In a landmark ruling on 16 July, the Court of Justice of the European Union (CJEU) has found that the EU-US Privacy Shield, a key data sharing mechanism, is invalid on the basis that it fails to protect privacy and does not comply with data protection rules. The ruling will have significant ramifications for businesses who share data with U.S businesses.

The long-awaited decision relates to the case of Data Protection Commissioner v Facebook Ireland Limited, Maximillian Schrems (commonly referred to as Schrems II). Maximillian Schrems, a privacy activist, brought action against Facebook in 2011 on the basis that US laws did not provide adequate protection to EU citizens’ personal data, in particular Facebook’s sharing of data with US national security.

Initial rulings in the case saw the abolition of Safe Harbour (an agreement which governed data transfers between the EU and the US) on the grounds that it failed to provide adequate safeguards for the protection of EU citizens’ data. The EU-US Privacy Shield was created in 2016 in replacement of Safe Harbour.

What is the EU - US Privacy Shield?

The EU-US Privacy Shield is a framework to provide businesses on both sides of the Atlantic with a mechanism to comply with data protection requirements when transferring personal data from the EU to the US. The transfer of personal data within the EU is governed by the General Data Protection Regulation (GDPR) which sets out specific requirements for the transfer of personal data outside of the EU, such as only transferring data to countries who have sufficient data protection laws in place. It was thought that the EU-US Privacy Shield provided US and EU businesses with a mechanism to transfer data in line with the requirements of the GDPR.  

EU-US Privacy Shield Ruled Invalid by European Court

Why was the EU – US Privacy Shield held as invalid?

The CJEU found that the requirements of US national security, public interest and law enforcement have primacy over the fundamental rights of individuals whose data are transferred from the EU to the US. The CJEU also found that the Privacy Shield Ombudsperson fails to provide an adequate level of protection required by EU law.

What does this mean for businesses who transfer data between the EU and the US?

The GDPR only permits the transfer of personal data outside of the EU if appropriate safeguards are in place. The result of the Schrems II ruling is that the EU-US Privacy Shield is no longer a valid mechanism to comply with EU data protection requirements, and businesses must therefore reassess the legal basis they will rely upon for their data transfers.

As part of the ruling, the CJEU found that the use of Standard Contractual Clauses (SCCs), remains a valid mechanism to permit data transfers.  However, any such use of SCCs must offer an adequate level of protection of personal data taking into account the overall circumstances of the transfer. Whether the use of SCCs will afford an adequate level of protection must therefore be assessed on a case-by-case basis. This means that businesses relying upon SCCs must assess whether there are appropriate safeguards in place in the country outside of the EU where the data is to be transferred to.

Businesses exporting data outside of the EU will need to take into account not only the country the personal data is being transferred to but also any access by public authorities and the availability of judicial redress for individuals within such country to determine whether SCCs are a sufficient mechanism for the transfer of the data. If after conducting such a review it becomes apparent that the use of SCCs would not afford sufficient protection, then additional safeguards to protect the transfer of the data will need to be explored.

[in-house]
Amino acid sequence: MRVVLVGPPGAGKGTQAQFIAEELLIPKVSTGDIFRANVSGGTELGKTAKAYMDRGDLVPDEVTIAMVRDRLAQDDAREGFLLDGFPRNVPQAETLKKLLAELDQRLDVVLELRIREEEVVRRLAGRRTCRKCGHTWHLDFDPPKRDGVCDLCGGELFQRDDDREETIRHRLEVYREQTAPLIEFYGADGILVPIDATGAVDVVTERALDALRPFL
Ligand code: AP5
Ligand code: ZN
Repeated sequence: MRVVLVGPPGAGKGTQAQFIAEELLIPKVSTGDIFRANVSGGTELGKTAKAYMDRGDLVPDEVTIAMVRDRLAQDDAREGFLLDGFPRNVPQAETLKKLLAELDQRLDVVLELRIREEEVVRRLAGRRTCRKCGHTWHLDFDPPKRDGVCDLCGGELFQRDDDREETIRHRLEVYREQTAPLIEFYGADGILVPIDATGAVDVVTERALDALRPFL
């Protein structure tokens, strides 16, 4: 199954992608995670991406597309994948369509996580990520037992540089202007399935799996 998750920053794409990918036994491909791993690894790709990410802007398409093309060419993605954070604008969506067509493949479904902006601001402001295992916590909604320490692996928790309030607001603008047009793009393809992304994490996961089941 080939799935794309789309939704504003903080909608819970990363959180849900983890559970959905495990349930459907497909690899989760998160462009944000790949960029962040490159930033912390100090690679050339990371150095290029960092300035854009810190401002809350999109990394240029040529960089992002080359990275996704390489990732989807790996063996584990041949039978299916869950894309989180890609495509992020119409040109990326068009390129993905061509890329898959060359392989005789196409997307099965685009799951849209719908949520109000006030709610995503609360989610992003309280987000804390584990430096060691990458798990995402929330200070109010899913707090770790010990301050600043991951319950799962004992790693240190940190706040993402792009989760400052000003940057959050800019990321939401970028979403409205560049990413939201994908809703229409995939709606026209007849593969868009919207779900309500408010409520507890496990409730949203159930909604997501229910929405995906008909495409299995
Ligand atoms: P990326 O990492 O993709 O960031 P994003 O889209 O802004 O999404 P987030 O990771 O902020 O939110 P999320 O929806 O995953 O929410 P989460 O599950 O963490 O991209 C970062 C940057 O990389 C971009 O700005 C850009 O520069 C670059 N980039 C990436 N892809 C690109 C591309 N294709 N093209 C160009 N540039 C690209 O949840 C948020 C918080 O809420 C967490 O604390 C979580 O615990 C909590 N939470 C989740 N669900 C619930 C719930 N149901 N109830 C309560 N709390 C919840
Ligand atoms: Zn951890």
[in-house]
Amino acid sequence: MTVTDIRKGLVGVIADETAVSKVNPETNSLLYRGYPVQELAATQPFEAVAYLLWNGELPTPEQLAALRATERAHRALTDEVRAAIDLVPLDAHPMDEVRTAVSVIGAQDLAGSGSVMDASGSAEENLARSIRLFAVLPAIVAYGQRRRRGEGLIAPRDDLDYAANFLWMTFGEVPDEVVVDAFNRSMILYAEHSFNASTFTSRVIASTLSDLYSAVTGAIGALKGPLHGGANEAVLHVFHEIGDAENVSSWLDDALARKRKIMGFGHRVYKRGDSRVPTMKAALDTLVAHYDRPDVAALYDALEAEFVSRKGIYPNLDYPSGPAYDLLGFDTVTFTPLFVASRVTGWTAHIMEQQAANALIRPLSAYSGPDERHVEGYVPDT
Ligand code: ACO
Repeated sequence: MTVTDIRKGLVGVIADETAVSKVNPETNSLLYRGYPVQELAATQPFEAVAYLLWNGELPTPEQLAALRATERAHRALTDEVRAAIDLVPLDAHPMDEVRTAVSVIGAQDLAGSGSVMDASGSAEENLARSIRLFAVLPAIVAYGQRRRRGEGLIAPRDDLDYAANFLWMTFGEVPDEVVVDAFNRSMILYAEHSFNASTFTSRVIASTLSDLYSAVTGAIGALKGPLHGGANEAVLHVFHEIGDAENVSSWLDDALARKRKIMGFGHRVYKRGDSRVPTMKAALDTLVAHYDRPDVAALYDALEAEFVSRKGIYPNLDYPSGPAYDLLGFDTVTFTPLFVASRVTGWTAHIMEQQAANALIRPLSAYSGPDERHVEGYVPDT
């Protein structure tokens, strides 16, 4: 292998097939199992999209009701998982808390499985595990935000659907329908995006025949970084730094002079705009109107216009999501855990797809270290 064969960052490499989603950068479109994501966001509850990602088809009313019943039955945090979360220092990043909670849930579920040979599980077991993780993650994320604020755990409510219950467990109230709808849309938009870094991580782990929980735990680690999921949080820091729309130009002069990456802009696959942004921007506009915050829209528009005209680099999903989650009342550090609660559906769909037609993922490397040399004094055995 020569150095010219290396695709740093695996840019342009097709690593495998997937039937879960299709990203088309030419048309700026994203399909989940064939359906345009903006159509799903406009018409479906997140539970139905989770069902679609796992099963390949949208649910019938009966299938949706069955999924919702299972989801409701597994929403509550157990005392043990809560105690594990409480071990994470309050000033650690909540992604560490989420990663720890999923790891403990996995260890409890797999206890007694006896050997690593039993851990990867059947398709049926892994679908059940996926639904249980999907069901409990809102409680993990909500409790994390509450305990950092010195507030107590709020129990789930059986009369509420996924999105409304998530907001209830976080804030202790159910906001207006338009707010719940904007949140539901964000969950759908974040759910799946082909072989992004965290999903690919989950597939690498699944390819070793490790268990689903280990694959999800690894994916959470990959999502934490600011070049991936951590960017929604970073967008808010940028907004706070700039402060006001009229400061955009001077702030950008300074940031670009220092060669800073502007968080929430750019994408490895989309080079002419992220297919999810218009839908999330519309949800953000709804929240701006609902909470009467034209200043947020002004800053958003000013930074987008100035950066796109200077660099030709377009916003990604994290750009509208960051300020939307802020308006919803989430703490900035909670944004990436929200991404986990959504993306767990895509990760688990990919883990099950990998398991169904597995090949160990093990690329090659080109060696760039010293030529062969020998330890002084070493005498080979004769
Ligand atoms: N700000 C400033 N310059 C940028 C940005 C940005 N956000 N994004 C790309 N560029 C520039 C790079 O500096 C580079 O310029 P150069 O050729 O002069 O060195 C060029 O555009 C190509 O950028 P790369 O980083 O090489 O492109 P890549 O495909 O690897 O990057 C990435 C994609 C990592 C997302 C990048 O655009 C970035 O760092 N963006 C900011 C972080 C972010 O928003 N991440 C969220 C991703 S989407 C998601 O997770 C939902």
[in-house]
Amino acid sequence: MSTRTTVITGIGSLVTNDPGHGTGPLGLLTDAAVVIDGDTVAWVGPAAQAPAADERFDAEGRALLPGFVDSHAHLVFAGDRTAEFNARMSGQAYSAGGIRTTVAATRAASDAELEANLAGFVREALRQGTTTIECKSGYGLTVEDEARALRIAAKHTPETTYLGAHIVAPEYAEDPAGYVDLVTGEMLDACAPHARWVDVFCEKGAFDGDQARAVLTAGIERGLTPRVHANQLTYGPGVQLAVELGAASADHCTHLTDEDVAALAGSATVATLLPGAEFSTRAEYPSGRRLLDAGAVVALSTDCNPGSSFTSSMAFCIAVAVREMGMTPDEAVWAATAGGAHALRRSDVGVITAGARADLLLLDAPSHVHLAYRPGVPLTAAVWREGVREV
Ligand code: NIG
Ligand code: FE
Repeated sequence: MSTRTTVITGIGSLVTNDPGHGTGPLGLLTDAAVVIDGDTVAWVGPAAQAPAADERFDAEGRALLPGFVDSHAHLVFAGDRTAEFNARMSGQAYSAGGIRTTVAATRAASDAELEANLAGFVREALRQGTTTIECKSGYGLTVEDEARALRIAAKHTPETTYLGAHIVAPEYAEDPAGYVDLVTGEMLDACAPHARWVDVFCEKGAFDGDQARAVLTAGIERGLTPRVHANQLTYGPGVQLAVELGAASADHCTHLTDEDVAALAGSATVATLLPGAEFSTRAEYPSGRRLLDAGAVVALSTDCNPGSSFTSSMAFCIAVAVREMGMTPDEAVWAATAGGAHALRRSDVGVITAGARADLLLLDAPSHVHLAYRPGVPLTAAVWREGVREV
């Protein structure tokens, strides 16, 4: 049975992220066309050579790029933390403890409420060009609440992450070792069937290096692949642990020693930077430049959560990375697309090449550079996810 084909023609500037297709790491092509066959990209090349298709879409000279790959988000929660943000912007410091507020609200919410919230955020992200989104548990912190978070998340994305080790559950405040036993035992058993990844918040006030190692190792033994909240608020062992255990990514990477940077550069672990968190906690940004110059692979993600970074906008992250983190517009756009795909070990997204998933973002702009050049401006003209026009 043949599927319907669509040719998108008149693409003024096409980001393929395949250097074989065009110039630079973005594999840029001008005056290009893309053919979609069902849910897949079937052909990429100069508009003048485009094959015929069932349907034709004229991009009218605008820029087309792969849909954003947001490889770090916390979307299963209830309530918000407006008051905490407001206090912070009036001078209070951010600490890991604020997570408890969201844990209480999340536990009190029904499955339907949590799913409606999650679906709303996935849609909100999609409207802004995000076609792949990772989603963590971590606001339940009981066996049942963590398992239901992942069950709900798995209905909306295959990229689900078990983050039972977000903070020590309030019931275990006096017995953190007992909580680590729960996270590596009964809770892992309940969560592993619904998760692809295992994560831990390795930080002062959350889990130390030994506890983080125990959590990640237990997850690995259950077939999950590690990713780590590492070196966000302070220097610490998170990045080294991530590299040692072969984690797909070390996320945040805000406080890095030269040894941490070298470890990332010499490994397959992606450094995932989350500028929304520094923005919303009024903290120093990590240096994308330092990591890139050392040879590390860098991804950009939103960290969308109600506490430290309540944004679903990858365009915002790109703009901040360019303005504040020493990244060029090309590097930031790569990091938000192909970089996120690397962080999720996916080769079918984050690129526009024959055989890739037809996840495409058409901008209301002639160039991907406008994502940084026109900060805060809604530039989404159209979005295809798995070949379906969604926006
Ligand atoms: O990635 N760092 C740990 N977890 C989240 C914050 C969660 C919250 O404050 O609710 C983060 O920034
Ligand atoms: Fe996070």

What are SCCs?

Standard Contractual Clauses are standard sets of contractual terms and conditions which senders and receivers of personal data both agree to. The terms aim to protect personal data leaving the EU by introducing contractual obligations that aim to ensure compliance with the requirements of the GDPR. 

What action must businesses now take?

Businesses must now consider the following immediate action:

  • complete an analysis of data flows and identify any transfers of personal data outside of the EU. Alternative means of transfer must be implemented for any transfers of data that previously relied upon the EU–US Privacy Shield. This may include revising existing agreements in place and introducing SCCs;
  • identify current transfers of personal data that rely upon SCCs as a transfer mechanism and assess the adequacy of the safeguard considering all of the circumstances of the transfer. In practice, this will mean businesses reviewing the risks presented by the transfer of data, the wider context of the industry or sector they operate within and the protection afforded within the destination country. Such risk assessment must be conducted before any data is transferred, and in the event that the assessment reveals that the use of SCCs would not afford adequate protection, any data export must be suspended; and
  • consider any practical measures that could be implemented before transferring any data, such as the encryption of data.

The EU Commission has confirmed that it is assessing alternative instruments for international transfers of personal data, and businesses in the interim must ensure to monitor the development of any new safeguards announced by the EU closely.

For further information on the recent developments within this area of law and the impact of Brexit on data protection legislation of the UK, click here. 

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For more information and guidance on preparing your business for the data protection changes caused as a result of the Schrems II case, please contact our specialist data protection lawyers on 0161 941 4000 or via email.